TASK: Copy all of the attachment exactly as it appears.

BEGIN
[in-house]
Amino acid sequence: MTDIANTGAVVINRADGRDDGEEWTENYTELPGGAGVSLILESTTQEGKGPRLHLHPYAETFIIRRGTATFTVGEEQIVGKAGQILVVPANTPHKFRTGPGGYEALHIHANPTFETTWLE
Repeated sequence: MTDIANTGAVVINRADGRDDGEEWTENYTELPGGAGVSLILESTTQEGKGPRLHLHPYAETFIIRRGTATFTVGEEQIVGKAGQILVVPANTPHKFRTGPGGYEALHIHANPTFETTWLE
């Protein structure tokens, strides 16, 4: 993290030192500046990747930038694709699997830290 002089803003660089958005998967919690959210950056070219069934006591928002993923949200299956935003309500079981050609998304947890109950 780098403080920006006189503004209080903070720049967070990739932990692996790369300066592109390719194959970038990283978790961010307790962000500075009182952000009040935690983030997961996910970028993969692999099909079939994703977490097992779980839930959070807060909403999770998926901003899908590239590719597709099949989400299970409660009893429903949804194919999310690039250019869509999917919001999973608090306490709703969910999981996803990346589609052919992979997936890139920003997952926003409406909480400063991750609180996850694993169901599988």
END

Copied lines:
[in-house]
Amino acid sequence: MTDIANTGAVVINRADGRDDGEEWTENYTELPGGAGVSLILESTTQEGKGPRLHLHPYAETFIIRRGTATFTVGEEQIVGKAGQILVVPANTPHKFRTGPGGYEALHIHANPTFETTWLE
Repeated sequence: MTDIANTGAVVINRADGRDDGEEWTENYTELPGGAGVSLILESTTQEGKGPRLHLHPYAETFIIRRGTATFTVGEEQIVGKAGQILVVPANTPHKFRTGPGGYEALHIHANPTFETTWLE
């Protein structure tokens, strides 16, 4: 993290030192500046990747930038694709699997830290 002089803003660089958005998967919690959210950056070219069934006591928002993923949200299956935003309500079981050609998304947890109950 780098403080920006006189503004209080903070720049967070990739932990692996790369300066592109390719194959970038990283978790961010307790962000500075009182952000009040935690983030997961996910970028993969692999099909079939994703977490097992779980839930959070807060909403999770998926901003899908590239590719597709099949989400299970409660009893429903949804194919999310690039250019869509999917919001999973608090306490709703969910999981996803990346589609052919992979997936890139920003997952926003409406909480400063991750609180996850694993169901599988």